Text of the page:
The Nature of Death Essay

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Human beings often have preconceived notions or fears regarding the abstract idea of death. Two Hellenistic philosophers Epicurus and Epictetus take very different approaches to prove that death is insignificant and nothing to worry about. Epicurus argues that death is the unequivocal end of our existence, and Epictetus claims it is something that we have no control over. Both examine the nature of death in an attempt to achieve ataraxia or a tranquil state of mind. However, Epicurus and Epictetus fail to address the true emotional nature of death and its impact on the human psyche. Accepting these philosophies requires an inherent selfishness that cannot possibly lead to achieving a tranquil and essentially good life.
Epicurus argues all
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However, death eradicates the subject, so if Sam does not exist nothing can be said of him. The predicate cannot logically be bound to a subject that does not exist. Following this explanation, death cannot be bad because good or bad can only be connected to something if it exists. Epicurus aims to achieve ataraxia with the absence of pain, and he attempts to do so by rendering the nature of death as insignificant. He promotes a life of hedonism and fails to mention that although a person who dies will feel nothing, it has a profound effect on the lives of those around them. Essentially Epicurus’ philosophy does not incorporate the lives or ataraxia of other people. It promotes one to live a life dedicated simply to one’s own pleasure and happiness.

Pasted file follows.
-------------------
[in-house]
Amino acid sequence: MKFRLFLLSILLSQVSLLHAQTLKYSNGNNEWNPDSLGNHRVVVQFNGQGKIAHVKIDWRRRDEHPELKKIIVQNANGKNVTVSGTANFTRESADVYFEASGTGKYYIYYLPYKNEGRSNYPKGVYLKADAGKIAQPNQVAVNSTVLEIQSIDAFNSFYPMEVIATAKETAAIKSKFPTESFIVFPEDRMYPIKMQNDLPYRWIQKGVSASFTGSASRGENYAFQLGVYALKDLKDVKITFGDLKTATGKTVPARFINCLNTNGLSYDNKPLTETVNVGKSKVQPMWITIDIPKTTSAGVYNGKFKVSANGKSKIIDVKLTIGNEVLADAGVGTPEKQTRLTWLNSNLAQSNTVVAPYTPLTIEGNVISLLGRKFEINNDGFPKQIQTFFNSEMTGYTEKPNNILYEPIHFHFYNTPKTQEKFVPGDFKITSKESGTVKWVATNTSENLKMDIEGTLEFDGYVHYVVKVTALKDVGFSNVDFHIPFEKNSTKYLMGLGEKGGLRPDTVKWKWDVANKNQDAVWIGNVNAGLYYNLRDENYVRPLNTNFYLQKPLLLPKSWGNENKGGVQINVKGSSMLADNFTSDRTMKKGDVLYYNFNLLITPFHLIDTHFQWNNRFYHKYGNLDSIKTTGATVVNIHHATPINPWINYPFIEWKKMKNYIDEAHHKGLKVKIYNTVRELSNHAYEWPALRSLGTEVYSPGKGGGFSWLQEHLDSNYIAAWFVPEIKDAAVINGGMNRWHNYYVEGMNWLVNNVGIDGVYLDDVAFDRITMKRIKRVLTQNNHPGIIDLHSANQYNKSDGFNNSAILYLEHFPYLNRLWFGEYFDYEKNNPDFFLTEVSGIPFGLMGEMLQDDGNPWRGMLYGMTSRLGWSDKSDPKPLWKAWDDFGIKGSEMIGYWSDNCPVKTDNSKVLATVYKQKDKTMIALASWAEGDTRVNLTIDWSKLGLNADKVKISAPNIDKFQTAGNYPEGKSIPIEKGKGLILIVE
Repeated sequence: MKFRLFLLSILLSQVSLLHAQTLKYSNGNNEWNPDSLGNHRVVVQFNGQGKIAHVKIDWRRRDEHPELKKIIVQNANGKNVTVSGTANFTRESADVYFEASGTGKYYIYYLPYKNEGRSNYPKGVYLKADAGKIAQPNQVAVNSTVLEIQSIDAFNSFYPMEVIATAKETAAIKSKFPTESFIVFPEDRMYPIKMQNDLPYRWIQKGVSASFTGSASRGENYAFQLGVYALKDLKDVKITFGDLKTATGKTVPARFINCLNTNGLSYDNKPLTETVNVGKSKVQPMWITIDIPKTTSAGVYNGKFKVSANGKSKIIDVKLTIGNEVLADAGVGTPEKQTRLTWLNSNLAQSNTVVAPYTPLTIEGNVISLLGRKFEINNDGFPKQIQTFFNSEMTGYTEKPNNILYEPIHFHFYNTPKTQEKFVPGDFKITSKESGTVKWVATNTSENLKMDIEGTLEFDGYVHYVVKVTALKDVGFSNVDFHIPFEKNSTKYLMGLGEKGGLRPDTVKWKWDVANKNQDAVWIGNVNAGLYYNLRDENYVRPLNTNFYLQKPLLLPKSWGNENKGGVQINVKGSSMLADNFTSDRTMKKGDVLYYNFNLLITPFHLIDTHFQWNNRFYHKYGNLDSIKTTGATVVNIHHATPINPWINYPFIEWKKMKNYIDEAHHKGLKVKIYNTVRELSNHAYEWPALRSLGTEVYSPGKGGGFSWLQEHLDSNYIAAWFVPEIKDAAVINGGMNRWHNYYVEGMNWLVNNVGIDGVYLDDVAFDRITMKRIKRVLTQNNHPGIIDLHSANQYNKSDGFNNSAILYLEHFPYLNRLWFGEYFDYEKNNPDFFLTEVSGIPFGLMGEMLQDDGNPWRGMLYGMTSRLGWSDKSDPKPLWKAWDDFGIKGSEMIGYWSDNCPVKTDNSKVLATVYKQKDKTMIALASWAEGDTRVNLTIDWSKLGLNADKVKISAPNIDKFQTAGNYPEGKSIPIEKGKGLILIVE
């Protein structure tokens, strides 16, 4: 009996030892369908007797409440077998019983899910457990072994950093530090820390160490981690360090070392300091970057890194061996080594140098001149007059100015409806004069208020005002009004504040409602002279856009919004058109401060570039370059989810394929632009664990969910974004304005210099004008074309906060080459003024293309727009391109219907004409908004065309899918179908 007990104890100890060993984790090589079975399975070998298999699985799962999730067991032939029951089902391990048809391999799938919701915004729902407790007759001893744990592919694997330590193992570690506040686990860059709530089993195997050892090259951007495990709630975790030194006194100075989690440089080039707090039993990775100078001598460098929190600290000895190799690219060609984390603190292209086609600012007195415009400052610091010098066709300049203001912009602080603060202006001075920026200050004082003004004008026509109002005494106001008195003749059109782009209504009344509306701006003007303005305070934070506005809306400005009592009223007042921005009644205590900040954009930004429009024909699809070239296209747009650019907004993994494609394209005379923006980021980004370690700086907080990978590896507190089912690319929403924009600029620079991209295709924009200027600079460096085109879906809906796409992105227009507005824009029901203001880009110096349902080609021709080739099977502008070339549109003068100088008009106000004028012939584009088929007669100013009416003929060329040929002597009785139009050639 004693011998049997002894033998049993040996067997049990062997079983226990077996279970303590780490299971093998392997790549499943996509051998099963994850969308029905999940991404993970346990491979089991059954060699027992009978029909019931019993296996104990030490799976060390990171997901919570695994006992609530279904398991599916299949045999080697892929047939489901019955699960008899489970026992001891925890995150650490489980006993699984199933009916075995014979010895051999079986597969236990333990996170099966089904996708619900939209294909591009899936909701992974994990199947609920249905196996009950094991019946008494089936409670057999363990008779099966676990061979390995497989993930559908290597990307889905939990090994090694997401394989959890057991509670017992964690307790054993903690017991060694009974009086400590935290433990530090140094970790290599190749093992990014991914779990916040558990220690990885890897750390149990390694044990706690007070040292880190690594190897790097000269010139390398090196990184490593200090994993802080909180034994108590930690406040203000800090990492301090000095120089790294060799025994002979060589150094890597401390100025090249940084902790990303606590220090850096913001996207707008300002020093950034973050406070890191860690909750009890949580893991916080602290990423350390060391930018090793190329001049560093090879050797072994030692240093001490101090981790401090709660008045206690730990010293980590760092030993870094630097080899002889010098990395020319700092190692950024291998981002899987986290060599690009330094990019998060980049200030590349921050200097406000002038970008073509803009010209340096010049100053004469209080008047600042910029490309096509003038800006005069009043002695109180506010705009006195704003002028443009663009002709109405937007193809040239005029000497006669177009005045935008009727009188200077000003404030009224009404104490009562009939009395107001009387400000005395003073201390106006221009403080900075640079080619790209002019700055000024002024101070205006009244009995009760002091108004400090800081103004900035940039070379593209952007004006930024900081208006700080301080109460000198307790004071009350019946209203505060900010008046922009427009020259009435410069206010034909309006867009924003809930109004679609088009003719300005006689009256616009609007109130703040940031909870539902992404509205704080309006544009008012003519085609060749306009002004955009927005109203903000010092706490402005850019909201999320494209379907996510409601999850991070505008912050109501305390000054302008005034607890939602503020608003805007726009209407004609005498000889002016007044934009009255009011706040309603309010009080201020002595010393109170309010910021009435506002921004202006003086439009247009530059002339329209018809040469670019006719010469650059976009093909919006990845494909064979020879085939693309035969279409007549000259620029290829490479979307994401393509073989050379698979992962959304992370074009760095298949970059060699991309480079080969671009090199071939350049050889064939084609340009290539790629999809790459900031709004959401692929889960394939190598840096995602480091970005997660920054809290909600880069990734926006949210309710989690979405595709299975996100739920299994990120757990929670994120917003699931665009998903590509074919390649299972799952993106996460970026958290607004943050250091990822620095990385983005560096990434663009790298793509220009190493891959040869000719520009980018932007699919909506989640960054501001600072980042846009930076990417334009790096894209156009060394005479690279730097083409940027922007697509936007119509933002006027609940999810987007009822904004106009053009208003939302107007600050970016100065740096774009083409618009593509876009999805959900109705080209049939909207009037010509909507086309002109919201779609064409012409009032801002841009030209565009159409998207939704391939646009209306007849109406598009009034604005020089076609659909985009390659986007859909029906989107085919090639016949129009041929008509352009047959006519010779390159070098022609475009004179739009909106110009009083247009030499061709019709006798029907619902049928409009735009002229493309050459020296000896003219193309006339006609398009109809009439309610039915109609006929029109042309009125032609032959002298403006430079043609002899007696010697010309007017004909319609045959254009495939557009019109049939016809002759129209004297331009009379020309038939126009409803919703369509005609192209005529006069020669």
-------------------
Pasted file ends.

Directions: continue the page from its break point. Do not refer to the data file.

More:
Another Hellenistic philosopher Epictetus also argues that death is nothing to us. However, he claims that death is not within our control, and being unhappy about the nature of it will only prevent us from achieving a state of happiness or tranquility. He explains that it is against nature to try to change one’s inevitable fate, but instead we can control our feelings about it. Epictetus asserts that death is neither bad or good, “…death is nothing dreadful, (or else it would have appeared dreadful to Socrates), but instead the judgment about death that it is dreadful- that is what is dreadful” (13). Epictetus explains that we should look inwardly to refute our incorrect judgments…